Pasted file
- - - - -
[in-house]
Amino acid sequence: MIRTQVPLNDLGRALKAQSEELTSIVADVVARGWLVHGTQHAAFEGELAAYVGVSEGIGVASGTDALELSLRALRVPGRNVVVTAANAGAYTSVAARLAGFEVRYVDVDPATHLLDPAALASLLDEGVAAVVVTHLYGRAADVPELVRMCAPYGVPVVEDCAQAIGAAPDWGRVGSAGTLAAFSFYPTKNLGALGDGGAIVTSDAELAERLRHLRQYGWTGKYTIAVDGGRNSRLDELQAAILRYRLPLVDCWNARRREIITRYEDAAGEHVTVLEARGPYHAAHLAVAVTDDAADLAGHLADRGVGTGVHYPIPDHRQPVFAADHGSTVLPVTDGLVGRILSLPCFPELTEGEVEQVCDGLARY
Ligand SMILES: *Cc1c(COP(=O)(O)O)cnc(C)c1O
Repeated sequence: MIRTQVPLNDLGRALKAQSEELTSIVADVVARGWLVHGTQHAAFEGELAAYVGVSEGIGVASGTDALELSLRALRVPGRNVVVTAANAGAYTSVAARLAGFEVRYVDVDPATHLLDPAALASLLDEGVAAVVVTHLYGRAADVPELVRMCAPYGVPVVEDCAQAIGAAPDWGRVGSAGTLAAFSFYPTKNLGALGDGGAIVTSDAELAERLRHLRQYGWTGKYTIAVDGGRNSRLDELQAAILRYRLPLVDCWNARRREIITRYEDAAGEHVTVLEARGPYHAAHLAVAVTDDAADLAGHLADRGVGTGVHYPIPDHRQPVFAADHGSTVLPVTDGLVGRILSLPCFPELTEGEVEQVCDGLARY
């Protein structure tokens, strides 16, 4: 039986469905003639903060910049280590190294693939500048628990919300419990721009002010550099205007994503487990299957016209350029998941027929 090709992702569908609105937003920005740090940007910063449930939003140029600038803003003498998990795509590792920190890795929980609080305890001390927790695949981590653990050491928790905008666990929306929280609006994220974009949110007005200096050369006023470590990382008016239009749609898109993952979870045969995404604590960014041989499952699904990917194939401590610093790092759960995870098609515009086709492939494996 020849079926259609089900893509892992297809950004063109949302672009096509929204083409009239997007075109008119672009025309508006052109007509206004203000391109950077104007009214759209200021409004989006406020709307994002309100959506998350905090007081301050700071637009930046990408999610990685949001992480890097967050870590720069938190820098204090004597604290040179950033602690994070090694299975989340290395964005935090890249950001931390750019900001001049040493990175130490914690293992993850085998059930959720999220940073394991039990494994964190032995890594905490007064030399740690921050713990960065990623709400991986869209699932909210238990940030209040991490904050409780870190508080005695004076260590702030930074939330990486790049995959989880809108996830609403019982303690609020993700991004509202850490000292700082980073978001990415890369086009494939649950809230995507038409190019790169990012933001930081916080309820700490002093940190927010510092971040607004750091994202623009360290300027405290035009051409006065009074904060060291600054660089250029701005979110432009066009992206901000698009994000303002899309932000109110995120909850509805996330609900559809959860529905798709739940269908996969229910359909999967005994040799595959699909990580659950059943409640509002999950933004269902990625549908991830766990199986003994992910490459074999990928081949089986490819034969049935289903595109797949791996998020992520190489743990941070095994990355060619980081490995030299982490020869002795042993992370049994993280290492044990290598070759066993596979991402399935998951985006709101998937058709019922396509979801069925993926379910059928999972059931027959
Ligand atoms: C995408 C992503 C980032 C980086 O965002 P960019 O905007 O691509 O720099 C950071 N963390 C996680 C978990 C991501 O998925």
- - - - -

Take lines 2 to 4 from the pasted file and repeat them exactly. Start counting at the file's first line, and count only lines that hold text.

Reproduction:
Amino acid sequence: MIRTQVPLNDLGRALKAQSEELTSIVADVVARGWLVHGTQHAAFEGELAAYVGVSEGIGVASGTDALELSLRALRVPGRNVVVTAANAGAYTSVAARLAGFEVRYVDVDPATHLLDPAALASLLDEGVAAVVVTHLYGRAADVPELVRMCAPYGVPVVEDCAQAIGAAPDWGRVGSAGTLAAFSFYPTKNLGALGDGGAIVTSDAELAERLRHLRQYGWTGKYTIAVDGGRNSRLDELQAAILRYRLPLVDCWNARRREIITRYEDAAGEHVTVLEARGPYHAAHLAVAVTDDAADLAGHLADRGVGTGVHYPIPDHRQPVFAADHGSTVLPVTDGLVGRILSLPCFPELTEGEVEQVCDGLARY
Ligand SMILES: *Cc1c(COP(=O)(O)O)cnc(C)c1O
Repeated sequence: MIRTQVPLNDLGRALKAQSEELTSIVADVVARGWLVHGTQHAAFEGELAAYVGVSEGIGVASGTDALELSLRALRVPGRNVVVTAANAGAYTSVAARLAGFEVRYVDVDPATHLLDPAALASLLDEGVAAVVVTHLYGRAADVPELVRMCAPYGVPVVEDCAQAIGAAPDWGRVGSAGTLAAFSFYPTKNLGALGDGGAIVTSDAELAERLRHLRQYGWTGKYTIAVDGGRNSRLDELQAAILRYRLPLVDCWNARRREIITRYEDAAGEHVTVLEARGPYHAAHLAVAVTDDAADLAGHLADRGVGTGVHYPIPDHRQPVFAADHGSTVLPVTDGLVGRILSLPCFPELTEGEVEQVCDGLARY